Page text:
In the case of software projects, every data is a single observation. In order not to compare apples and oranges, the software industry tries to group similar projects for measurement and comparison. But, there is no standard in grouping. I always try to group them by the following:
I wonder, from your experience, if you have any suggestions or any guidelines in this area?
Plotting results from dissimilar projects on a single control chart can certainly lead to erroneous conclusions. It basically comes down to: What is the process? For the case of software development, if you are tracking the time to complete the coding for each change to the software, and you include all changes to the software on a given control chart, then you are likely to detect some of the larger feature changes as special causes relative to other more minor changes. Constructing separate charts for each type of change, using some classification of the size of the change (lines of code?) can be helpful, or you can also take a short-run approach and look at a standardized deviation from the estimated time for each change. The advantage of this latter approach is it removes some of the subjectivity, and the resulting chart then indicates as special causes those changes where your estimates were very different from the actual time. This may be more useful from a process improvement point of view.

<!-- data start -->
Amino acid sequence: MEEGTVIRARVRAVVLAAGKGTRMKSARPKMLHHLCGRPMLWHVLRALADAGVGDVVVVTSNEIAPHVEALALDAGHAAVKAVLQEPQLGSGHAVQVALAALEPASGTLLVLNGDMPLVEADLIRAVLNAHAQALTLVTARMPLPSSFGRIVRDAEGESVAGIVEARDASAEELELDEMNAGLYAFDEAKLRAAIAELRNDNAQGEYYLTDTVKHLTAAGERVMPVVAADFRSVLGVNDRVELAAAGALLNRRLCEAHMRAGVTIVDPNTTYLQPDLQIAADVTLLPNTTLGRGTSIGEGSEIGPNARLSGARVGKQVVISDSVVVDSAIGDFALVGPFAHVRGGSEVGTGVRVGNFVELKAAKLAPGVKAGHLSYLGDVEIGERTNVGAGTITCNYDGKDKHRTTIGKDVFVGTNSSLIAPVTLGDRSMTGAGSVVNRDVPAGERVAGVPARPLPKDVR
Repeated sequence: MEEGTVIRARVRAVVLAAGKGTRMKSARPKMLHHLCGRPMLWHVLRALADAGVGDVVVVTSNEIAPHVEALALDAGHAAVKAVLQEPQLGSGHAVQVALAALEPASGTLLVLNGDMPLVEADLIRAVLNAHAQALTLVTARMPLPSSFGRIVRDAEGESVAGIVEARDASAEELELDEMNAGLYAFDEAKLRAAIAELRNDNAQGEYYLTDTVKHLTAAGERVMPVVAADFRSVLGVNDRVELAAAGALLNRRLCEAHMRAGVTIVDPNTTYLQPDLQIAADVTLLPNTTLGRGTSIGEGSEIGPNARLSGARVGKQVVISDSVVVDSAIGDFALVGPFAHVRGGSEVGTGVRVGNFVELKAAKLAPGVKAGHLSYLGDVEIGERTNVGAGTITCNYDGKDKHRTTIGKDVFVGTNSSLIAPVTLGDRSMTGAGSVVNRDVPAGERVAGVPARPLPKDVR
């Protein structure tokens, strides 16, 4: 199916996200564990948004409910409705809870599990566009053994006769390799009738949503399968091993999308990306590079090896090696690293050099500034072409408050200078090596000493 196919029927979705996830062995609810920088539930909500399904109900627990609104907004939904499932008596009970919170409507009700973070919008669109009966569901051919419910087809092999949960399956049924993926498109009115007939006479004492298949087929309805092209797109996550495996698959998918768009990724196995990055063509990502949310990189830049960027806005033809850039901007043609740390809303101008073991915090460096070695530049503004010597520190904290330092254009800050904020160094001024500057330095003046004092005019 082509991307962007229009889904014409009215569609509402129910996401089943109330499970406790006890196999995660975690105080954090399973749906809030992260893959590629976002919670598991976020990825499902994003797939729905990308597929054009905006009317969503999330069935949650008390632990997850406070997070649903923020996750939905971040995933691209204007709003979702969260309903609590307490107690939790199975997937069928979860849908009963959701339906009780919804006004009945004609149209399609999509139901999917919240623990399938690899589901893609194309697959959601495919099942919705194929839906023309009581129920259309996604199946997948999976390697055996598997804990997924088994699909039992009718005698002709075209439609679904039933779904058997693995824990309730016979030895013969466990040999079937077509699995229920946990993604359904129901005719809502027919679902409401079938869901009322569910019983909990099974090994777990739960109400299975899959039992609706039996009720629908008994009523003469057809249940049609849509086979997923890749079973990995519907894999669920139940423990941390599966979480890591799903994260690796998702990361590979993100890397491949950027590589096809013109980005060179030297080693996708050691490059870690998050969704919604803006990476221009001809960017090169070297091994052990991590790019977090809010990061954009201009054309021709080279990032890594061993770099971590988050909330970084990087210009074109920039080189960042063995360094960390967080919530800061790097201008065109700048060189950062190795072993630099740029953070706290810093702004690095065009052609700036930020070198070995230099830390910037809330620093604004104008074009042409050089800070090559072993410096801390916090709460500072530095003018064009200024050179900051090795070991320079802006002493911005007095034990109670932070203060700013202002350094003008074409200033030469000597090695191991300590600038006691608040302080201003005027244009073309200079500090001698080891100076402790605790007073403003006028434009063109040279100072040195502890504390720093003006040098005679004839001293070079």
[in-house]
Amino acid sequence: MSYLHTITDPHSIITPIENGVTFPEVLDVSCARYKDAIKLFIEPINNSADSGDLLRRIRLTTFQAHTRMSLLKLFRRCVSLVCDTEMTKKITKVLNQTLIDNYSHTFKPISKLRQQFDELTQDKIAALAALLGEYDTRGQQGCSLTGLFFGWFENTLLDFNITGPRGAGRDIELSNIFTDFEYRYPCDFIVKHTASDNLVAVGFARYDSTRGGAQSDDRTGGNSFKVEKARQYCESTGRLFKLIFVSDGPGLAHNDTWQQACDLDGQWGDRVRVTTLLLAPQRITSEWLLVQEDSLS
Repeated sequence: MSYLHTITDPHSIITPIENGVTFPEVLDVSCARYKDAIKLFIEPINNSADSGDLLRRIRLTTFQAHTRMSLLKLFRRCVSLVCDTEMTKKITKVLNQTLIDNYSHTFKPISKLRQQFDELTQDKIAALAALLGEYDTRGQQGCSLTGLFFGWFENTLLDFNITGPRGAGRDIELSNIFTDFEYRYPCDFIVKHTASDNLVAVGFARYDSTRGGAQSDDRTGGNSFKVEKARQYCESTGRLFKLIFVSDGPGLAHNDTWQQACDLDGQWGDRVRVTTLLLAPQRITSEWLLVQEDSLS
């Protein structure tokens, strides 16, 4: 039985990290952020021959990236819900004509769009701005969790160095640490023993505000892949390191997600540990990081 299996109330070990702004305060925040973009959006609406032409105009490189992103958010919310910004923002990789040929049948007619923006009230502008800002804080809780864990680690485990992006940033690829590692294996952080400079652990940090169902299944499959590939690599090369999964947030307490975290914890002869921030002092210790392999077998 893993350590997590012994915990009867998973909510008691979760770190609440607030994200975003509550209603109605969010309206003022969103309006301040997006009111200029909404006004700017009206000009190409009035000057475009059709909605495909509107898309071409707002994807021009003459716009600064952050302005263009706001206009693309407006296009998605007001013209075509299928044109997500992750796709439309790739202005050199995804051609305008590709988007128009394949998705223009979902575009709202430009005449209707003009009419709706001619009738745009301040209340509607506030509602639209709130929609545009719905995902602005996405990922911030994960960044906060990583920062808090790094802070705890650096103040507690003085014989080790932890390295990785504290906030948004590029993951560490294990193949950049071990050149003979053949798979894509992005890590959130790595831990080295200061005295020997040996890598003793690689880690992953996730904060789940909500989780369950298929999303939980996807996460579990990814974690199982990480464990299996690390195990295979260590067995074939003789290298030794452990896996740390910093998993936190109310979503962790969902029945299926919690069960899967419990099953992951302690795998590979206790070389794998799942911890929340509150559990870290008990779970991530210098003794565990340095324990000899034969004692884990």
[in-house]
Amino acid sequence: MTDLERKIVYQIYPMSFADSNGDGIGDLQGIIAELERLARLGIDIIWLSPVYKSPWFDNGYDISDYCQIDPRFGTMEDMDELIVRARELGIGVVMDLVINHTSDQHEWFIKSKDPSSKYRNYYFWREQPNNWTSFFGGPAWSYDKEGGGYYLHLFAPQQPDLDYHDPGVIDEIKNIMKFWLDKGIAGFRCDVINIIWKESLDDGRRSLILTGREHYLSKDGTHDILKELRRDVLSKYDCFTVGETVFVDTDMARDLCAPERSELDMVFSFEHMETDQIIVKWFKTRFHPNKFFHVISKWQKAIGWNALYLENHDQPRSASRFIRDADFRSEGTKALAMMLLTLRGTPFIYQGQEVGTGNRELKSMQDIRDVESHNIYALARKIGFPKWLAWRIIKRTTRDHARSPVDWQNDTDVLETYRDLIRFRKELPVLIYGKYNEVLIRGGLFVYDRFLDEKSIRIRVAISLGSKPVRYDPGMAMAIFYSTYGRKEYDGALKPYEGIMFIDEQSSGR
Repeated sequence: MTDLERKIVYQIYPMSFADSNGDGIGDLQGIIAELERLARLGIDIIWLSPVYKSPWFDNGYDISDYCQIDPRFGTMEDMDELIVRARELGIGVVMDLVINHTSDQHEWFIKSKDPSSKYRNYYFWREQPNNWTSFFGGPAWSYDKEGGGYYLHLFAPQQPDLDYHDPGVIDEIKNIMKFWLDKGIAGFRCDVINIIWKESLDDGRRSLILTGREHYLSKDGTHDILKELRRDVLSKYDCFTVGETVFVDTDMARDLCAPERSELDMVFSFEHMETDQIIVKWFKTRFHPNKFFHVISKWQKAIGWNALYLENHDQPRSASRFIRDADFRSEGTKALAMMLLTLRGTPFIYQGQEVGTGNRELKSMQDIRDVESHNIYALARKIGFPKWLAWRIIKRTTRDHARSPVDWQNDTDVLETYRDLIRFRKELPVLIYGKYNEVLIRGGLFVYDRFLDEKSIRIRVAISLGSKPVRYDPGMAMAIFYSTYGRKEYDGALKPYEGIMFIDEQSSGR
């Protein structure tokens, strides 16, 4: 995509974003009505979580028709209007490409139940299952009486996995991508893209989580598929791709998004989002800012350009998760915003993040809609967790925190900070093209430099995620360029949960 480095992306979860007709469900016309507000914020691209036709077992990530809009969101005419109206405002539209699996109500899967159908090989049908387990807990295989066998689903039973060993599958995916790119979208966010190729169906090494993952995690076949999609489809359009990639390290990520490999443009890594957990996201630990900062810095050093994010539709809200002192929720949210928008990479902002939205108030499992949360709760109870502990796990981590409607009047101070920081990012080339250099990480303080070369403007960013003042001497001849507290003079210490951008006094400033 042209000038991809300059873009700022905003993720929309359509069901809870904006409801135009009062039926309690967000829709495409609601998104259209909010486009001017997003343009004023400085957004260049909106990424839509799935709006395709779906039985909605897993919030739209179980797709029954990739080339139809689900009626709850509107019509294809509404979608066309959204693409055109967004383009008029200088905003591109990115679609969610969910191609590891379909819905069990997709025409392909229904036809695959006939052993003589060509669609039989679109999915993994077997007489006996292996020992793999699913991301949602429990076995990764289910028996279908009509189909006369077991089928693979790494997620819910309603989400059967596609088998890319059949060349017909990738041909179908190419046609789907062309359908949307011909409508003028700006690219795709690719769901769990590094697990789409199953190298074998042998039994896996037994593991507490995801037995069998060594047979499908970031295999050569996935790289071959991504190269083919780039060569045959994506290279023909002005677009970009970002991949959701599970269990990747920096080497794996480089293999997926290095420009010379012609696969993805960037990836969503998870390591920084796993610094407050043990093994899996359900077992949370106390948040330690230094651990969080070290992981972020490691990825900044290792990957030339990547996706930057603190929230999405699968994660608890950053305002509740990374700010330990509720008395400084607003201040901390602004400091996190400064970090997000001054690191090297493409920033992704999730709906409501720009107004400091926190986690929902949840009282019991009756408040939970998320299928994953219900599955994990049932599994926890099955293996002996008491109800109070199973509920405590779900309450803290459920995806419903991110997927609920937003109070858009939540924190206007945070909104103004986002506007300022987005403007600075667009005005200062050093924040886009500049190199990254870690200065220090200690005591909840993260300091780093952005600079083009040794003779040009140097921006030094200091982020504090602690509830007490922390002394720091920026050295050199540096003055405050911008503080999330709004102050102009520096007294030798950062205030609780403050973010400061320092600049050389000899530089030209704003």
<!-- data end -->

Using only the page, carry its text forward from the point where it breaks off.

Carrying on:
Learn more about the Lean Six Sigma principles and tools for process excellence in Six Sigma Demystified (2011, McGraw-Hill) by Paul Keller, in his online Lean Six Sigma DMAIC short course ($249), or his online Green Belt certification course ($499).